To the benefit of students, over 60 endowed scholarships and fellowships were established. Niemi became known for his flair for marketing the Cox School and its heightened reputation. He says he learned his public relations skills and how to be a dean from his wife Maria: “She is gifted at entering a room full of people and making them feel at ease.” As a masterful entertainer, Maria, with the dean, welcomed countless numbers of people into their home over his 20-year tenure.
Known as a community leader, Niemi elevated the reputation of the Cox deanship in Dallas business society. The dean’s nationally and internationally expanding Executive Board became populated with chief executives from Fluor Corp., INVESCO, Flowserve, American Airlines, Texas Instruments and The Container Store, to name but a few. In 2005, a major accomplishment was the building of the James M. Collins Executive Education Center, a state-of-the-art facility that shared its mission with the larger business community.
Niemi also tapped Cox alumni to support the upward trajectory of Cox. Niemi believed “an academic institution could never be better than the accomplishments of its alumni.” Under director Kevin Knox, alumni relations and outreach were racheted up, alongside new publications like CoxToday to communicate to stakeholders precisely how the School was progressing.
The many corporations relocating to Dallas needed well-educated employees, to the Cox School’s benefit. Always knowing the relevant trend lines important to corporate leaders, Dean Niemi notes, “The momentum of firms and people moving to Texas has been accelerating. Large multinational firms in major industries are side-by-side in Dallas now.” With executives and managers now serving on various Cox boards, the dean counts 600 to 700 community and business leaders familiar with what is happening at Cox. In 2000, with support from American Airlines, global rigor was added as a requirement of the MBA program through a mandatory immersion experience in Europe, China, Japan, India or Latin America. Locally, firms such as PwC, AMR Investments, Bank of Texas, Sprint and EY funded briefing series, lectures and other forms of community outreach.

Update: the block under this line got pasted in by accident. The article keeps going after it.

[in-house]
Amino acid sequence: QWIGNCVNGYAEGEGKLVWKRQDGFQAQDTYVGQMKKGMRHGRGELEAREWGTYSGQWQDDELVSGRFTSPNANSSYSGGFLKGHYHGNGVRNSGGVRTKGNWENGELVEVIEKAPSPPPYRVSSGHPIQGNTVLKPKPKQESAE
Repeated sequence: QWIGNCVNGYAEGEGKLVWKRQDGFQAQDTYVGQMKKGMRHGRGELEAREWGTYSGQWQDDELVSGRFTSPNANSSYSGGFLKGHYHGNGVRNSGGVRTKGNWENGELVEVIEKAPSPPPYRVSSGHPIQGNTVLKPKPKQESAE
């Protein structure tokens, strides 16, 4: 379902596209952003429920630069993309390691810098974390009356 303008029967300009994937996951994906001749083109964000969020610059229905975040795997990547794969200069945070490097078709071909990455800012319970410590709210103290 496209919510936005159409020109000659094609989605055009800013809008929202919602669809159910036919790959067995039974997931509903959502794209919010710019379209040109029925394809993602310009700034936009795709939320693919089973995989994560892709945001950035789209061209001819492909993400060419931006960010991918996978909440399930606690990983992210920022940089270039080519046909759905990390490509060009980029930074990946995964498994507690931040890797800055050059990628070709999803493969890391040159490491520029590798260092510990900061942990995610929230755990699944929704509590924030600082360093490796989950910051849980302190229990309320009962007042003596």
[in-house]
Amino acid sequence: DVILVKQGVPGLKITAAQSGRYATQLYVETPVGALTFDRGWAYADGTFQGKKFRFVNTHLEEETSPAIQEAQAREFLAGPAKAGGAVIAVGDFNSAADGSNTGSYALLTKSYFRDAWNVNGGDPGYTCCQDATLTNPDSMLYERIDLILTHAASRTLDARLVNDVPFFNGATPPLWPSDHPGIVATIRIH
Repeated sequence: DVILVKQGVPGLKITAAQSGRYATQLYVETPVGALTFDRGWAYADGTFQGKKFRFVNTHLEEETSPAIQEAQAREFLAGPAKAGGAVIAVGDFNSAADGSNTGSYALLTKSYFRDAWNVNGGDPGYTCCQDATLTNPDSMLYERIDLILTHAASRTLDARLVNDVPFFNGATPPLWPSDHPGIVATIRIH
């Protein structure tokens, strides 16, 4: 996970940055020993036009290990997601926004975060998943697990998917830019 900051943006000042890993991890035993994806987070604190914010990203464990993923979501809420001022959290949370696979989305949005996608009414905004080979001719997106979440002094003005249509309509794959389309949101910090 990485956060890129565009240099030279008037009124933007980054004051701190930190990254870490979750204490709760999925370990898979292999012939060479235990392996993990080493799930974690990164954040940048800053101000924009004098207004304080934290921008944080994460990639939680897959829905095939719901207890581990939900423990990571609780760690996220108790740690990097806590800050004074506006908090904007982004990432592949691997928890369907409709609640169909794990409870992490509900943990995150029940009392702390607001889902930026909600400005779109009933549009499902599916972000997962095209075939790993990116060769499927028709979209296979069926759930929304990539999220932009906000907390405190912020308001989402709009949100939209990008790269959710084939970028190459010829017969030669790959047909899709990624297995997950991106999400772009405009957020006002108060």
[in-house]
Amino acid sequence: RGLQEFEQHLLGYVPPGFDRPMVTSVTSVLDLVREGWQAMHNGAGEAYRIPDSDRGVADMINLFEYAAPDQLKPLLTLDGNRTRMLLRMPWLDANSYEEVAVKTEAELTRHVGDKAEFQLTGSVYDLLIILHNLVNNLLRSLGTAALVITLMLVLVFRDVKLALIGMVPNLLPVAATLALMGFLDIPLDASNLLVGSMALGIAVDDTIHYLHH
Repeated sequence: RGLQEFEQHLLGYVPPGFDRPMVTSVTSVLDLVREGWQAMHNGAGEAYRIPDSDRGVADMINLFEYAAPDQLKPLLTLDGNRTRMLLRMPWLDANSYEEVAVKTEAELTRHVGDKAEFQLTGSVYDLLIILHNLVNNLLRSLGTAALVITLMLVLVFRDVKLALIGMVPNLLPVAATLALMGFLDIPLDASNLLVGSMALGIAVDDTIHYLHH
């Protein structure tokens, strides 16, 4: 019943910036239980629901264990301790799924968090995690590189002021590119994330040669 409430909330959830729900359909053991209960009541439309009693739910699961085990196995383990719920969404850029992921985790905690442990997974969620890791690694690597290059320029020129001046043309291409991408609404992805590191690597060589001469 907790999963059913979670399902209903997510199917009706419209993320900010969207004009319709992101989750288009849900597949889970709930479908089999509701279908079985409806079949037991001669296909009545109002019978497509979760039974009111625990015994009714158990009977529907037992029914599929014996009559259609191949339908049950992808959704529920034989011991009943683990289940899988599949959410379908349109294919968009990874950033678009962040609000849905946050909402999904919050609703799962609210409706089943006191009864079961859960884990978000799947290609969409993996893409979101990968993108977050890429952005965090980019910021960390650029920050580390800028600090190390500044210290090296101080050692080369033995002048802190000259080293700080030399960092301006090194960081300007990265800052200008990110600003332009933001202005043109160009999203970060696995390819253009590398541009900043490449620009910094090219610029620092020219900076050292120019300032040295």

“Known as a community leader, Niemi elevated the reputation of the Cox deanship in Dallas business society.”
The dean’s quest to elevate the Cox brand was a success on many levels. In addition to engaging the business community of Dallas and the nation, the leadership capacities of the Cox School faculty and staff brought global recognition to SMU. As a testament to excellence, in The Economist’s recent MBA survey, the Cox faculty was ranked 6th in the world. “I have always told young deans that the faculty is your board of directors, and who you should listen to,” says the dean from experience. “With their support, you can do great things. Don’t think that you are the boss, or you will be a failure.”
Of his many accomplishments, Niemi says “I am most proud of making this a place where people want to come to work every day. It’s the culture.” Having served as a dean for 35 years, which he never planned, he recalls, amused, someone asking him whether he knows if his first name is “Al” or “Dean.”
Niemi opines that education is a people business. Interestingly, he enthusiastically conveys teachings of the U.S. Constitution in his class, The Evolution of American Capitalism — by the people, for the people — something Dean Niemi understands on a deep and personal level.
Coming full circle, having begun his career as a professor, he will return to teaching at his namesake Niemi Center for Economic Growth and Leadership Development. Also on his agenda is spending time with his family, and especially his grandchildren, at his Hilton Head Island, S.C., vacation home that he has rarely had time to visit.
Dean Niemi’s legacy consists of thousands of students with a first-class education, seasoned faculty and staff who are loyal to the Cox mission and community leaders committed to spending their time on the Cox School’s worthy endeavors. Thank you, Dean Niemi.